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Tuesday, 30 October 2012
Page: 12646

Mr GEORGANAS (HindmarshSecond Deputy Speaker) (21:45): I was very pleased on Friday to have a cuppa with some great people in my electorate and to be taking part in one of the 1,700 DisabiliTEA events that were happening across the country that day, part of countrywide disability morning and afternoon teas to promote the NDIS, to get people talking about it and to enable them to talk to people who would be in the thick of things with the NDIS.

I want to thank Margaret Gadd, a local campaigner in my electorate, for making Friday possible. She invited a few friends around to her place down at Glenelg, where I visited. We had a cup of coffee and a piece of cake and discussed the NDIS. I want to acknowledge what great people Margaret and all her friends were during that morning tea. We discussed an area of public policy that for far too long has been left on the sidelines of our social awareness, and that is the plight of people with disabilities.

Most of us have heard dreadful stories about non-existing services for people with disabilities, and we know that many of us, in all electorates, hear those stories on a regular basis. These horror stories are very real. The impact on family members and on their carers is very real. Our responsibility, as a government of the nation, to offer these people a better life could not be more necessary. Margaret Gadd, who was the host of this morning DisabiliTEA in support of change for people with disabilities, and her friends who were there to discuss the NDIS with me, clearly recognise that not all things are as they should be at the moment, or as they could be. Margaret and her friends are very good people to the core. They recognise that we as a society can and must do more for those who are unable, due to their disabilities, to do for themselves.

I have met many more people around my electorate of Hindmarsh who think and feel very similarly to Margaret and her friends. With the support of all of these people in my electorate and around the nation we will see improvements in the way people with disabilities are treated, the options they are presented and the prospects they can entertain through their lives. With their support, we will see a National Disability Insurance Scheme developed and rolled out around the nation. We have no option. We must do this. If we are half reasonable people we must embrace this change and do what we know to be right and good. So, again, I would like to thank Margaret Gadd for inviting me to her morning DisabiliTEA and also thank her friends for their interest in this critical area of public policy. I look forward to speaking with them again on a regular basis.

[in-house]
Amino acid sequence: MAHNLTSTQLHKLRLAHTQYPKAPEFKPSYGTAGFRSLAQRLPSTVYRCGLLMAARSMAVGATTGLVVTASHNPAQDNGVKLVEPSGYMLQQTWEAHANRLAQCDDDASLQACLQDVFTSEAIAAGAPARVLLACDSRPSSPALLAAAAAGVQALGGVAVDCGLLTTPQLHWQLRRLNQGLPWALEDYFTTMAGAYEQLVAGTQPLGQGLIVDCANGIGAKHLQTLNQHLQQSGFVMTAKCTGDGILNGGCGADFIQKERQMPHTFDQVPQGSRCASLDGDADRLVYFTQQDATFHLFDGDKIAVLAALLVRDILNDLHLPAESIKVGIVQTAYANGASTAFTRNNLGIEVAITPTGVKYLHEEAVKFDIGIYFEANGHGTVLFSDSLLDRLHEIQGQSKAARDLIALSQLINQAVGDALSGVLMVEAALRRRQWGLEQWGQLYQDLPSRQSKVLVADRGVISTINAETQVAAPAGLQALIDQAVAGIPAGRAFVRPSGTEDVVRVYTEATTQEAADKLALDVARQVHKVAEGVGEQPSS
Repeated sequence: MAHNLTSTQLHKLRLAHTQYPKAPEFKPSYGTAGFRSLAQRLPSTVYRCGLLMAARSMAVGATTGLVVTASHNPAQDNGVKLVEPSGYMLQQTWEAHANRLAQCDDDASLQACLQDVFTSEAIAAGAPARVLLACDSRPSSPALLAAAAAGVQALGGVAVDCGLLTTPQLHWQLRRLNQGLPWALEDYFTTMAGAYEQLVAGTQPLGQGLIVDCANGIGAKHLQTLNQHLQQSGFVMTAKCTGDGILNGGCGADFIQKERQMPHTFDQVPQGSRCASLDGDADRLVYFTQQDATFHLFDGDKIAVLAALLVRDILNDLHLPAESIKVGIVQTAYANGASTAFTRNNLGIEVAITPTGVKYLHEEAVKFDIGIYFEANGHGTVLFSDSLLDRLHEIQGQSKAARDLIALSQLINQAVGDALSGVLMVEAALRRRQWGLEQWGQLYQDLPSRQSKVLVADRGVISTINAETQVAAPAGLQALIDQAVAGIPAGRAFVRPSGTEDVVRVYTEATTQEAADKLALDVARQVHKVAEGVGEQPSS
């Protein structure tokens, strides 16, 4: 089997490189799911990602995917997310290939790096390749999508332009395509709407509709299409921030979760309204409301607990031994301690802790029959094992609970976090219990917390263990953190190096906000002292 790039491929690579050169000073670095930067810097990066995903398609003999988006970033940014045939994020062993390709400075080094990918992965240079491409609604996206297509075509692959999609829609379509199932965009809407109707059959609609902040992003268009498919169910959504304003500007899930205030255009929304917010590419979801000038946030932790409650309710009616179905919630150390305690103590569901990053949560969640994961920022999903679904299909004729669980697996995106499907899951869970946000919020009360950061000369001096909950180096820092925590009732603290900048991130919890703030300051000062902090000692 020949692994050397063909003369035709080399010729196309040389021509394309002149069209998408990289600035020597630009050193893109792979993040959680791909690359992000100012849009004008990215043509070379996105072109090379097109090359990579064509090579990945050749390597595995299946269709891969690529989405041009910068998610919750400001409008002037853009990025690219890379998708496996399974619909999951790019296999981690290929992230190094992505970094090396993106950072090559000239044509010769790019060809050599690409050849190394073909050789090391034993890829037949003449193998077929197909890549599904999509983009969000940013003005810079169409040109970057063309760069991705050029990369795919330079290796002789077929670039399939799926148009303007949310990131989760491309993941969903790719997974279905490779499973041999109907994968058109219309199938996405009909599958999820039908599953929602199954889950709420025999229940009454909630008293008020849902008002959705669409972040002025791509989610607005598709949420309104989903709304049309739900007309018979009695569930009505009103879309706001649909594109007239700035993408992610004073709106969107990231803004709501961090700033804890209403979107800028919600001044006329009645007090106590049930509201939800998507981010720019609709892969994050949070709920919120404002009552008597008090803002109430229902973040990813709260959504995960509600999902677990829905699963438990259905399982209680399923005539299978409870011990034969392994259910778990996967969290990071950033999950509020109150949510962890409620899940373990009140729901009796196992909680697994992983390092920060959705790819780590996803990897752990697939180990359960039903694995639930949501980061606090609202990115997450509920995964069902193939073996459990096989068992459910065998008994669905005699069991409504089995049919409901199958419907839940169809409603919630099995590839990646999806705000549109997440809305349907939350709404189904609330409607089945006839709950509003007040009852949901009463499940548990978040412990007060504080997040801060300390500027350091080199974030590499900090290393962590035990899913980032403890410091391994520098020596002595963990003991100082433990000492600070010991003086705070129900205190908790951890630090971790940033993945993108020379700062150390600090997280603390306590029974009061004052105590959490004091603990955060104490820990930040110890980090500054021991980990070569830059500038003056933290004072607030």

I also attended an afternoon DisabiliTEA that same day at an institution that is known by South Australians to be synonymous with care for the disabled: Minda, at Brighton. At that afternoon tea it was not I who spoke of the government's plans for the NDIS; the Prime Minister herself was there. In this very different setting from my morning tea, with a different collection of people, I saw the same recognition that we as a nation must change the way we treat and provide for people who are in need of assistance.

The Prime Minister was very warmly received in that context, as I was in the previous tea—and so was the Premier, Jay Weatherill, who was also there. These DisabiliTEA events—over 1,700 of them across Australia—clearly illustrated, in my mind, how receptive the Australian public is to what this government proposes and how right the time is now for the development of a National Disability Insurance Scheme. Of course, we hope everyone in this place will jump on board and support it. I fully expect that this government will continue with these trials and that through the experience of development of systems we will see Labor continue with the development of the NDIS and its creation—a fully operational national scheme in the years ahead.

I was very pleased to see that South Australia—my home state—was one of the very first states to jump on board, and there will be a trial pilot program starting next year. It will be launched in mid-2013 for children aged nought to four years, and it will expand to 14-year-olds over the launch. That is nearly 5,000 children who will be benefiting from this. The federal government will be investing about $30 million for this launch. (Time expired)